• The Philippines has urged Canada to take back scores of garbage containers shipped to the country in 2013 and 2014, alleging they contain toxic waste
  • Ottawa has said it had no authority to compel a private shipper to return the shipment to Canada

PORAC, Philippines: Philippine President Rodrigo Duterte on Tuesday demanded Canada take back tons of trash it had illegally shipped to Manila or risk “war,” in the latest incident to strain bilateral ties.
The Philippines has urged Canada to take back scores of garbage containers shipped to the country in 2013 and 2014, alleging they contain toxic waste.
But Ottawa has said it had no authority to compel a private shipper to return the shipment to Canada.
Speaking to officials during a visit north of Manila, an area ravaged by an earthquake on Monday, Duterte said he did not care if his stance on the issue turned the two countries into enemies.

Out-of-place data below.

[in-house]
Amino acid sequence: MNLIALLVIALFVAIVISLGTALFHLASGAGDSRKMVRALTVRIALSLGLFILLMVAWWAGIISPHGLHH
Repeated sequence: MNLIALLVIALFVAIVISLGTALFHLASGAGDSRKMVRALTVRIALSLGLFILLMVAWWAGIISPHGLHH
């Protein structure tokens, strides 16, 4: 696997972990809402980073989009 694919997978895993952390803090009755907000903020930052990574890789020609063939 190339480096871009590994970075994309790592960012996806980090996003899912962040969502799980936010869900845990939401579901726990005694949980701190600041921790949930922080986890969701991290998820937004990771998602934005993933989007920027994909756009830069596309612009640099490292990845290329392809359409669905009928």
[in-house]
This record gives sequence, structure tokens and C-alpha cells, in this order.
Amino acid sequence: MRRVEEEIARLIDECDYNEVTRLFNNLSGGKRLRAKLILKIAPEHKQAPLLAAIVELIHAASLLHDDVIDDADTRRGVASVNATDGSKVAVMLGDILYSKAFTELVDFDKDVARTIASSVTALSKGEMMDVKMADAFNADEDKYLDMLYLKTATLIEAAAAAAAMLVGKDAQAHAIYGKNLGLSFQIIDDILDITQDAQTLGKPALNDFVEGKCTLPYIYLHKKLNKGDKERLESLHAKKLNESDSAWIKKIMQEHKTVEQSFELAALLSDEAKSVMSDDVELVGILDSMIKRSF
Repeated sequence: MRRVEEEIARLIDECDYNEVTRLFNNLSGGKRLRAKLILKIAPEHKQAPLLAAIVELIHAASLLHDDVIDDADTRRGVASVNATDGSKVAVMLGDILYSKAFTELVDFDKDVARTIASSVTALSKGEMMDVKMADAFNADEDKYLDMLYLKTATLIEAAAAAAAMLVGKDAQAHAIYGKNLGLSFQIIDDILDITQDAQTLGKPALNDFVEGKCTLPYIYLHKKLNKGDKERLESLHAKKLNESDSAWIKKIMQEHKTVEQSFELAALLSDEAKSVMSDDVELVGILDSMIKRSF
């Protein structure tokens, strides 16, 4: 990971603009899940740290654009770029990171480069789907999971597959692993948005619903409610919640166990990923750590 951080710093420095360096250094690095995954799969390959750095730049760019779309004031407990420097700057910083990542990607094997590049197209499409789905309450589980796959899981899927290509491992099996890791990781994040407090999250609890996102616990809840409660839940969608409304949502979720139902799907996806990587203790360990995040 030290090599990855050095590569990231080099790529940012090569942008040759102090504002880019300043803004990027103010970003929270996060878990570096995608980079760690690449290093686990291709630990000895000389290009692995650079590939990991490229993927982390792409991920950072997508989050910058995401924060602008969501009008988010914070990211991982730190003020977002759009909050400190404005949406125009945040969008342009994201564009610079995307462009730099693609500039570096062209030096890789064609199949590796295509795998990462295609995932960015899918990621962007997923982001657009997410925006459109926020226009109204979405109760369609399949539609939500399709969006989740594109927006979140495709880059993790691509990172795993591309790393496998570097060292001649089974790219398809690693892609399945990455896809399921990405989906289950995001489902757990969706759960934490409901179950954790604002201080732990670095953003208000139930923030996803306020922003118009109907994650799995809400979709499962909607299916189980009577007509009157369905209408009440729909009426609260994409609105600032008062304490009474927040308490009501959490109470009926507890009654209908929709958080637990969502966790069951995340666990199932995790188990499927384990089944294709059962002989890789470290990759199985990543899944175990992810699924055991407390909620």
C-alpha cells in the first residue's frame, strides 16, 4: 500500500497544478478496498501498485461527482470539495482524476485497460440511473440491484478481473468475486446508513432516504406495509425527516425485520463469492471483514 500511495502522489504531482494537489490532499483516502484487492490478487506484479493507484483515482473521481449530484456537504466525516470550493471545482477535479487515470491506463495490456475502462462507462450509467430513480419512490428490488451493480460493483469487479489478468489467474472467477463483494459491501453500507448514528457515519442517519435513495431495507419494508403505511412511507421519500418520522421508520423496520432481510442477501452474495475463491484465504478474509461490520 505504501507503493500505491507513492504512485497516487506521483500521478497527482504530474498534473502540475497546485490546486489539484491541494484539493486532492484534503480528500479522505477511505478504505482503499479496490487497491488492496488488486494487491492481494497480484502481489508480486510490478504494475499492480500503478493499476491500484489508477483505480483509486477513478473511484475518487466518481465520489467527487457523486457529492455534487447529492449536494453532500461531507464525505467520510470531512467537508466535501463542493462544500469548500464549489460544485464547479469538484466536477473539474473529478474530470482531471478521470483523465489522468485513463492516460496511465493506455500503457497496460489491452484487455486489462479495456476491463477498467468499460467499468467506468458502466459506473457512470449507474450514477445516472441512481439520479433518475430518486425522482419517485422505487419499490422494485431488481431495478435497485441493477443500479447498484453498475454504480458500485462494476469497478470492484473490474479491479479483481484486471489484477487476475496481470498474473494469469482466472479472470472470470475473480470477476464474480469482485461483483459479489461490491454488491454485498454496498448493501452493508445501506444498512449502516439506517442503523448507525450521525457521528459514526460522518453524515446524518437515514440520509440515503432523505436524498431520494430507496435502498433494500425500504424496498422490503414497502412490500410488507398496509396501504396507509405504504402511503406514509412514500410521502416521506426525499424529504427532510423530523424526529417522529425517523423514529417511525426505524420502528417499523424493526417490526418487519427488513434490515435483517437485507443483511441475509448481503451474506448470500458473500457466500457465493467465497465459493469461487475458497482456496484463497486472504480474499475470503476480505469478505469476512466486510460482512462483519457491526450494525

“I want a boat prepared. I’ll give a warning to Canada maybe next week that they better pull that thing out, or I will set sail for Canada and dump their garbage back there,” he said.
“Let’s fight Canada. I will declare war against them,” added the president, who frequently uses coarse language and hyperbole in public speeches about opponents.
The garbage is among several festering issues that have soured ties between the two governments.
Canadian Prime Minister Justin Trudeau has been among the most vocal critics of the domestic drug war waged by Duterte, who was elected in 2016.
Philippine police say they have killed nearly 5,000 alleged drug users and pushers who fought against arrest in the crackdown, while rights groups say the true toll is at least triple that and may amount to crimes against humanity.
Last year Duterte angrily canceled the Philippine military’s $235 million contract to buy 16 military helicopters from a Canada-based manufacturer after the Trudeau government put the deal under review because of the president’s human rights record.